Chu also said EPA is concerned about its delays in completing reviews of PMNs. The biggest reason for these holdups, she said, is that a firm will repeatedly make changes to a PMN after the agency begins its review, usually due to reengineering of the manufacturing process. Each change forces the agency to conduct a new assessment of exposure to the chemical and to recalculate potential risk posed by the chemical. "This is causing us to backlog," she added.
EPA is considering regulatory changes to address this problem, she said. One possibility under consideration is to allow a company to change its PMN once, according to Chu. Under this scenario, a firm having to change the notice more than once would have to resubmit the document and pay the PMN filing fee again.
Finally, Chu said, EPA is encouraging companies to describe the positive attributes of new chemicals in their PMNs. These properties could include low toxicity, high efficacy, or the ability to reduce use of energy or materials in processes or products requiring the substance. Companies are producing a lot of innovative new chemicals, she said, but their greener traits are generally not described in PMNs.
EPA's goal is to start accepting electronic PMNs in 2008, Auer told the conference. He urged chemical producers to switch to electronic submissions as soon as they "feel comfortable" with the new format.
Chu said EPA will hold a public meeting later this year to hash out ideas about boosting the efficiency of the New Chemicals Program.
Also at the conference, EPA staff members discussed the challenges and future directions in protecting confidential business information collected by programs under the Toxic Substances Control Act.
TSCA allows chemical producers to claim confidentiality for the name of a substance, its CAS number, and the company's name. EPA is obliged to protect this information unless it challenges the confidentiality claims or until a company tells the agency it no longer considers the data proprietary.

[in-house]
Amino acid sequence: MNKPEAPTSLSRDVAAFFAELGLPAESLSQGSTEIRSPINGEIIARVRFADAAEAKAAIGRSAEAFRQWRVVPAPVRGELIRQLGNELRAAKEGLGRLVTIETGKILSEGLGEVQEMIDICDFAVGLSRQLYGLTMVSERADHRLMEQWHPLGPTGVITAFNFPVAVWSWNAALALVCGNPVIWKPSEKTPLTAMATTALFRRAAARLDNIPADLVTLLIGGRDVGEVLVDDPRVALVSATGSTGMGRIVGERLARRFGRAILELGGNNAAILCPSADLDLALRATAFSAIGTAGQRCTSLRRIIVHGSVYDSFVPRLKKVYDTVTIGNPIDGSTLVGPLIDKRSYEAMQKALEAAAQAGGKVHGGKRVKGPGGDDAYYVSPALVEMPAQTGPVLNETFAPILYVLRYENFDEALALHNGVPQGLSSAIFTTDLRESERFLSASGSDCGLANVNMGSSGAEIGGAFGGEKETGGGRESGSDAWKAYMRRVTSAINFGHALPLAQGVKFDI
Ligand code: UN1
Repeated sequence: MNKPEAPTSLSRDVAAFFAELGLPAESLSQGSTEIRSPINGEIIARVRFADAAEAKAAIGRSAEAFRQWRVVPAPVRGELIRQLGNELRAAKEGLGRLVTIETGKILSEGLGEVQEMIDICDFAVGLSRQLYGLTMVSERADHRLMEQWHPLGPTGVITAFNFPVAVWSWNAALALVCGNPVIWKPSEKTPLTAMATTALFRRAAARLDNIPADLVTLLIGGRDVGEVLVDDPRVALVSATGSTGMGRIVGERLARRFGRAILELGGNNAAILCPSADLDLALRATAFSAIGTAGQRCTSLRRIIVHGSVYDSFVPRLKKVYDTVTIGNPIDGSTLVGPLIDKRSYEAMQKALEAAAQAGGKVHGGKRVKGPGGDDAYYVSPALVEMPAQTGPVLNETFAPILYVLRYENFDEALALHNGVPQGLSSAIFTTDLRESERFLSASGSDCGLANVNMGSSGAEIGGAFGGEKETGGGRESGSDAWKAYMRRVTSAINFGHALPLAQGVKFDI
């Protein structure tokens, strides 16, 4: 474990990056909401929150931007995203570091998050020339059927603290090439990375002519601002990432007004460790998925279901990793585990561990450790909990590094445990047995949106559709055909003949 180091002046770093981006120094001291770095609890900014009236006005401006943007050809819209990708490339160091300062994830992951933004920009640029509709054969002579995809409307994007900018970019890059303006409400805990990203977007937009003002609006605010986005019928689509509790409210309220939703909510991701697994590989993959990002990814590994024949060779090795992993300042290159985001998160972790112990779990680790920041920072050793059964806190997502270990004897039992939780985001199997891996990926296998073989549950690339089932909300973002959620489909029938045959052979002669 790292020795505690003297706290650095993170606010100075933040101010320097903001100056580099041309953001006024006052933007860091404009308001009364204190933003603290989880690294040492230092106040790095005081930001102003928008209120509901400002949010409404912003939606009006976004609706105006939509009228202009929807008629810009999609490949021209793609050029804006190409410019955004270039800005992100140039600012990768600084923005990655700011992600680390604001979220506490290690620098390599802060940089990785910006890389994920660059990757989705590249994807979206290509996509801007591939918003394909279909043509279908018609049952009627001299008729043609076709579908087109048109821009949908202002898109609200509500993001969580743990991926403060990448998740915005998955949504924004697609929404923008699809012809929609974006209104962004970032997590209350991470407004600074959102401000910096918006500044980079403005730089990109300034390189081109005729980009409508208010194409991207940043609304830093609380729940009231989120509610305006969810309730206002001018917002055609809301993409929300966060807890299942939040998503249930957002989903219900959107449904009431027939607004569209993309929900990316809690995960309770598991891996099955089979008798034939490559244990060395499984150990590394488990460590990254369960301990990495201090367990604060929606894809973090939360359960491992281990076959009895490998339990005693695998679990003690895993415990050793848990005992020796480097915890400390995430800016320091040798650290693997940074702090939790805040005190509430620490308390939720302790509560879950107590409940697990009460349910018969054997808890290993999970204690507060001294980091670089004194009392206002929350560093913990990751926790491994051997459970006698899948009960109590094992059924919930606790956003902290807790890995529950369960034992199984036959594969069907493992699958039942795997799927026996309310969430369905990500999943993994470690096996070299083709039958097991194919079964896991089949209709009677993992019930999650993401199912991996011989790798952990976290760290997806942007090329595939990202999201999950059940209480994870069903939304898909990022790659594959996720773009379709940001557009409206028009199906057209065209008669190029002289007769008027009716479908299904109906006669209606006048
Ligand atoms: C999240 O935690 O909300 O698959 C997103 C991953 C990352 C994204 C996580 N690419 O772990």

A business may make confidentiality claims in PMNs and in reports indicating that a substance it produces poses a substantial risk to health or the environment. Companies may also make confidentiality claims in documents they submit in response to TSCA regulations requiring them to conduct toxicity tests on the chemicals they make or import.
Of the roughly 80,000 entries on the TSCA inventory of chemicals that are, or have been, on the U.S. market, the identity of about 16,000 substances are claimed as confidential.
EPA RECEIVES about 1 million pages of data a year that companies claim as confidential under TSCA, said Scott Sherlock, an attorney adviser assigned to EPA's Office of Pollution Prevention & Toxics.
The agency is studying how it can revisit old filings and, without undue burden on EPA or companies, determine whether the information claimed as confidential still requires such protection, Sherlock said.
In some cases, companies have decided that the data they claimed as confidential years ago can now be made public, Sherlock said. They can release the information simply by amending their initial PMN or their substantial risk notice, or by testing data submissions, he said.
Representatives of large and small chemical makers told the conference attendees that protection of their proprietary data, even for products that have been on the market for years, remains extremely important for competitive reasons.
When asked whether EPA has inadvertently disclosed TSCA confidential business information, Sherlock said the agency "very rarely" has done so.
A far more common security problem, he said, is that companies file their proprietary information through EPA's regular e-mail rather than through the agency's secure system for accepting electronic submissions.